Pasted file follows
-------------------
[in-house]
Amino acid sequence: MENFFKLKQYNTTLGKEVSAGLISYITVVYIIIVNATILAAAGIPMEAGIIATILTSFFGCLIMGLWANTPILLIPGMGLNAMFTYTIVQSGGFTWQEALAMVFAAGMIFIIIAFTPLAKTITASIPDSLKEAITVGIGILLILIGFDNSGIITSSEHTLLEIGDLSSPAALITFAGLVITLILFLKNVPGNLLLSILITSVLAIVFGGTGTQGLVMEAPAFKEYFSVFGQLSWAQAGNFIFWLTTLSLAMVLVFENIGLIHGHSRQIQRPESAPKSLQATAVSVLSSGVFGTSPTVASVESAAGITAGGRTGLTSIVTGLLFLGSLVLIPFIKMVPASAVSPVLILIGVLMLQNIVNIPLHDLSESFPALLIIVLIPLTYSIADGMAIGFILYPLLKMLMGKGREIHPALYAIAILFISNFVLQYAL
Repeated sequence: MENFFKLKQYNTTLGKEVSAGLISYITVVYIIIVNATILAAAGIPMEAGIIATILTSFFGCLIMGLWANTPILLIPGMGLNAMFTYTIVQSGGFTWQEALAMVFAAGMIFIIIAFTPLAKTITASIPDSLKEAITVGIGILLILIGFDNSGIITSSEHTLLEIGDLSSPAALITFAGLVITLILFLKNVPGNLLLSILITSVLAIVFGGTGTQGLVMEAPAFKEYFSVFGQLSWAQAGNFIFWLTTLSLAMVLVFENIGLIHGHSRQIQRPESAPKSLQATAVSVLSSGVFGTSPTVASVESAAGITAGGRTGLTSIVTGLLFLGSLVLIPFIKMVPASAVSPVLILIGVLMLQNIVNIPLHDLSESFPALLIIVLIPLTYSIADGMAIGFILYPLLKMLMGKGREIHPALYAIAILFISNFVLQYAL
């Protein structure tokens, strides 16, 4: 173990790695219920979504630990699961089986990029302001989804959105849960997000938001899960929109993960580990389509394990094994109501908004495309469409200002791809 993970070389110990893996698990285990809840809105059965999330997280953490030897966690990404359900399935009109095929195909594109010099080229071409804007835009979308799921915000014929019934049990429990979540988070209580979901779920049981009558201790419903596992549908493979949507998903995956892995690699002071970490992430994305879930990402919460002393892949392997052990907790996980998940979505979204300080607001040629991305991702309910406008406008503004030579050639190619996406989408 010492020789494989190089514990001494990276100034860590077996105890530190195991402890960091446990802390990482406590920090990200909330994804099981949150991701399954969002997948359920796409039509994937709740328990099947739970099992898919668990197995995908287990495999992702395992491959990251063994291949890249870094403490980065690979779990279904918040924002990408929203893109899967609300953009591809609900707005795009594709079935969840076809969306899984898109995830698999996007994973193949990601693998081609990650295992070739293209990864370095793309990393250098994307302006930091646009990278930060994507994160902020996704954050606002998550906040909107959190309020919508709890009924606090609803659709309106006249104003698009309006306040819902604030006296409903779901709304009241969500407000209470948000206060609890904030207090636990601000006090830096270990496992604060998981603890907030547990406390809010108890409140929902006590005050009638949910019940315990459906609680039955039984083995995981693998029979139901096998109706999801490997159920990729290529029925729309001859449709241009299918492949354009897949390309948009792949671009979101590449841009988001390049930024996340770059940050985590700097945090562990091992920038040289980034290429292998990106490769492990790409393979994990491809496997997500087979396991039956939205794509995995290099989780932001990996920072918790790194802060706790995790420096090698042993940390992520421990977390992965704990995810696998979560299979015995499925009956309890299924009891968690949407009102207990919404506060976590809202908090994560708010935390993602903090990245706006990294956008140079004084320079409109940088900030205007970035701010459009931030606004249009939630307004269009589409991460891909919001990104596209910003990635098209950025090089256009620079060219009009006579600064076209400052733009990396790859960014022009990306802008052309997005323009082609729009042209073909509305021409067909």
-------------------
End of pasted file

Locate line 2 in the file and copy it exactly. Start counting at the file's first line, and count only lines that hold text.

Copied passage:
Amino acid sequence: MENFFKLKQYNTTLGKEVSAGLISYITVVYIIIVNATILAAAGIPMEAGIIATILTSFFGCLIMGLWANTPILLIPGMGLNAMFTYTIVQSGGFTWQEALAMVFAAGMIFIIIAFTPLAKTITASIPDSLKEAITVGIGILLILIGFDNSGIITSSEHTLLEIGDLSSPAALITFAGLVITLILFLKNVPGNLLLSILITSVLAIVFGGTGTQGLVMEAPAFKEYFSVFGQLSWAQAGNFIFWLTTLSLAMVLVFENIGLIHGHSRQIQRPESAPKSLQATAVSVLSSGVFGTSPTVASVESAAGITAGGRTGLTSIVTGLLFLGSLVLIPFIKMVPASAVSPVLILIGVLMLQNIVNIPLHDLSESFPALLIIVLIPLTYSIADGMAIGFILYPLLKMLMGKGREIHPALYAIAILFISNFVLQYAL